In August 1973, Mott The Hoople played Washington, D.C.’s Kennedy Center in support of Mott. Opening up was none other than Iggy Pop. We were psyched! My brother and I had fifth-row seats on the aisle, but during Iggy’s opening set, my brother chose to sit up in the second row with friends of ours. I’ve read about this night in several Iggy bios. Apparently he and Bebe Buell were planning to take the Amtrak train down from New York because he wanted to schtup her in the bathroom, but a friend of hers spoiled that scenario by tagging along. That friend later offered him a couple of lines in the dressing room of what he thought was toot but turned out to be angel dust. The house lights went on and the show began as Iggy and the rest of the group ambled onstage. James Williamson, in complete Star Trek drag, hammered out the opening chords of “Raw Power” as Iggy stumbled around for a good minute or so before belting out the opening lines: “Dance to the beat of the living dead/Lose sleep, baby, and stay away from bed.” Something was clearly wrong, however, as they finished the song and Iggy laid down on the stage and muttered, “My doctor told me not to play tonight.” The band lurched on through a few more tunes, most memorably “I’ve Got My Cock In My Pocket” and “Rich Bitch” (“Buttfuckers trying to run my world”). After that one, he passed out, and Ron Asheton, who was on bass for this show, did the hand-swooping motion over him, like a fallen boxer—he’s out!

After a minute or so, Iggy got up, looking dazed and confused, as the band pumped out “Search And Destroy.” He started staring at little ol’ me on the aisle in the fifth row. He got down off the stage with the fallow spot following him and started walking like a zombie straight for me. I looked up to my brother and friends in the second row and saw them pointing and laughing at me. What the fuck was he doing? All eyes were upon me as he walked up to me. He stuck out his hand and motioned, “Come on, shake it, baby!” This was too surreal; I went to shake his hand, and he did the limp thing and pulled away. A guy behind me then smashed a Hostess cherry pie on Iggy’s bare chest while another squirted wine on Iggy from a wineskin. Iggy just rubbed it all onto himself, grunted and turned back to the stage. Three songs later, they pulled the plug and the house lights came on as he wailed over and over, “They won’t let us play anymore!” The Ig had gotten the royal hook indeed!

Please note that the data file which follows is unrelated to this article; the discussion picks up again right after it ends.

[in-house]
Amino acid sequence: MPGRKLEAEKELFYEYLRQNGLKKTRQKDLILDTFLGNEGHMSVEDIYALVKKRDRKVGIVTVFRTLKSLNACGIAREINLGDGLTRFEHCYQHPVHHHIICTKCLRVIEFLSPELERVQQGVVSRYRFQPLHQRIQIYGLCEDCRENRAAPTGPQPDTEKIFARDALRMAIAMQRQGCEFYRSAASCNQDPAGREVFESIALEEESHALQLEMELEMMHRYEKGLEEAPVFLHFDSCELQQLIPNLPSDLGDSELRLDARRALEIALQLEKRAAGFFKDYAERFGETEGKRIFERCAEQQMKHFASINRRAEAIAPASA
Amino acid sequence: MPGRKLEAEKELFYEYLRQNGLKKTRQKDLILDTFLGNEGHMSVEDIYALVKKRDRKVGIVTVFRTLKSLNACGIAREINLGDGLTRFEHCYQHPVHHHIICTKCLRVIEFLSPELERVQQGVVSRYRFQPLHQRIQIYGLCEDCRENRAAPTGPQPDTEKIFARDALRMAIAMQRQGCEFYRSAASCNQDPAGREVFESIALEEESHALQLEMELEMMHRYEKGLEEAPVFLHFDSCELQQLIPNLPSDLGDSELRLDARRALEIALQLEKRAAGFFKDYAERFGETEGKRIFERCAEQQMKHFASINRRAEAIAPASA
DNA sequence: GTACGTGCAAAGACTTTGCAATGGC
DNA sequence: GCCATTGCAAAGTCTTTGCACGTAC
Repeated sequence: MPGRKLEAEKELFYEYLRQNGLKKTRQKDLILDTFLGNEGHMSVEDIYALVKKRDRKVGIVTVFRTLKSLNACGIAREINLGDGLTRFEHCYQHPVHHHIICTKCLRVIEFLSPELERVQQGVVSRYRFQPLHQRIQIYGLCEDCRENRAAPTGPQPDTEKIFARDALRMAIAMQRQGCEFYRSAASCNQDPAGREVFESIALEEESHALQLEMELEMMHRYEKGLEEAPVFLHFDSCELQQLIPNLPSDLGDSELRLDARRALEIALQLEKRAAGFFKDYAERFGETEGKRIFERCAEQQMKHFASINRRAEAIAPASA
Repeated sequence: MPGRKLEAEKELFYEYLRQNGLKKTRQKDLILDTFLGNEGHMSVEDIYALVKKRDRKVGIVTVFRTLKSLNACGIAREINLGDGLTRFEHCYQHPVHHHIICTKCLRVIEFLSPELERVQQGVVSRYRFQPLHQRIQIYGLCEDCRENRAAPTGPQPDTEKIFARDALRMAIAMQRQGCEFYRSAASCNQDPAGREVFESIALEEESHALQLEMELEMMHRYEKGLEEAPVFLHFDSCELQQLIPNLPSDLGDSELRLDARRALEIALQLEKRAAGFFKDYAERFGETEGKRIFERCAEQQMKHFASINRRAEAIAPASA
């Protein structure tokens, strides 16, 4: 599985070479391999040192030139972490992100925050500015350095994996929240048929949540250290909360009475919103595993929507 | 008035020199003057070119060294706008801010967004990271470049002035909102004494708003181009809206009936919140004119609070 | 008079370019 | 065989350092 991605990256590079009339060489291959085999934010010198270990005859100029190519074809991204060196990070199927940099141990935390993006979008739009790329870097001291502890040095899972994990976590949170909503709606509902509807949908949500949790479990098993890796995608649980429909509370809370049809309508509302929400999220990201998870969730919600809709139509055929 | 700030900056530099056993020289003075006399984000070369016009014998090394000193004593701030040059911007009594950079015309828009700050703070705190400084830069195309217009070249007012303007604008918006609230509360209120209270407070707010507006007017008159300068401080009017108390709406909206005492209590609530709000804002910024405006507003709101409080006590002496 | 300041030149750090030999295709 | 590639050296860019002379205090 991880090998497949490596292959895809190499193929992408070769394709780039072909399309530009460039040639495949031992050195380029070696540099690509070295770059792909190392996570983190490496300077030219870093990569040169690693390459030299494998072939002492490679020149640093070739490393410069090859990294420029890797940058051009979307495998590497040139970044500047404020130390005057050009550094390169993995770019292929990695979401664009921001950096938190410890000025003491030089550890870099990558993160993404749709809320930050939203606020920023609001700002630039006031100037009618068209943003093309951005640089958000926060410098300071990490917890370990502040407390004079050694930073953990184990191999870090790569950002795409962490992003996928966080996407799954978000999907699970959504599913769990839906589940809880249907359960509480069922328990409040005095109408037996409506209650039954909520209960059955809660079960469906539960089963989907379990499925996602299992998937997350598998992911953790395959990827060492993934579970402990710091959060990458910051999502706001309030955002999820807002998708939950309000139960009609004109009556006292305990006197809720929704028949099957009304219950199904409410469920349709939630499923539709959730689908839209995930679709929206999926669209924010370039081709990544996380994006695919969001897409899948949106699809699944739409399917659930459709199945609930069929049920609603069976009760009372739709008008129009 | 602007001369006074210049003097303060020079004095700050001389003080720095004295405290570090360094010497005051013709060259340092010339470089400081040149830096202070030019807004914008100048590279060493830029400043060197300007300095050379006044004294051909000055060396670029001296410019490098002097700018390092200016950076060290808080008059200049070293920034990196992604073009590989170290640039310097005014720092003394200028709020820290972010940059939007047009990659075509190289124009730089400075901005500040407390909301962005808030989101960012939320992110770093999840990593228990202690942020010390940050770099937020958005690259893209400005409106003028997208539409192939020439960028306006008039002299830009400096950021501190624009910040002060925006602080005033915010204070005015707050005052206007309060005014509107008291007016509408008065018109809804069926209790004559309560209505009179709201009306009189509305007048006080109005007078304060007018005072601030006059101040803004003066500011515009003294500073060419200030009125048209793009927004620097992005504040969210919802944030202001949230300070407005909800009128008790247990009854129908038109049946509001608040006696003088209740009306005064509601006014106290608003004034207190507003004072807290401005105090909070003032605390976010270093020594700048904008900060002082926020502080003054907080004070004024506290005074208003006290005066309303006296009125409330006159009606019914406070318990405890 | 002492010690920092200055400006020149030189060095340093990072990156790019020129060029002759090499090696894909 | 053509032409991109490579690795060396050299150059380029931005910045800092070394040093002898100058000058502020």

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One Comment

  1. Bill Mankin
    Posted January 4, 2010 at 2:07 pm | Permalink

    I was working for the sound company that did Mott’s summer ’73 tour. Iggy and the Stooges showed up extremely late for that Kennedy Center gig, and we were anxious as their set dragged on because the Center’s management had a house curfew and were prepared to cut the electricity at the end of the night so they could clear the place out. Mott did not want to be forced into that trap, so we had to “pull the plug” on the Stooges’ microphones when they played too long. A shame. It was quite a set. And I always thought it was a blueberry pie. — Does anyone have any photos from that show?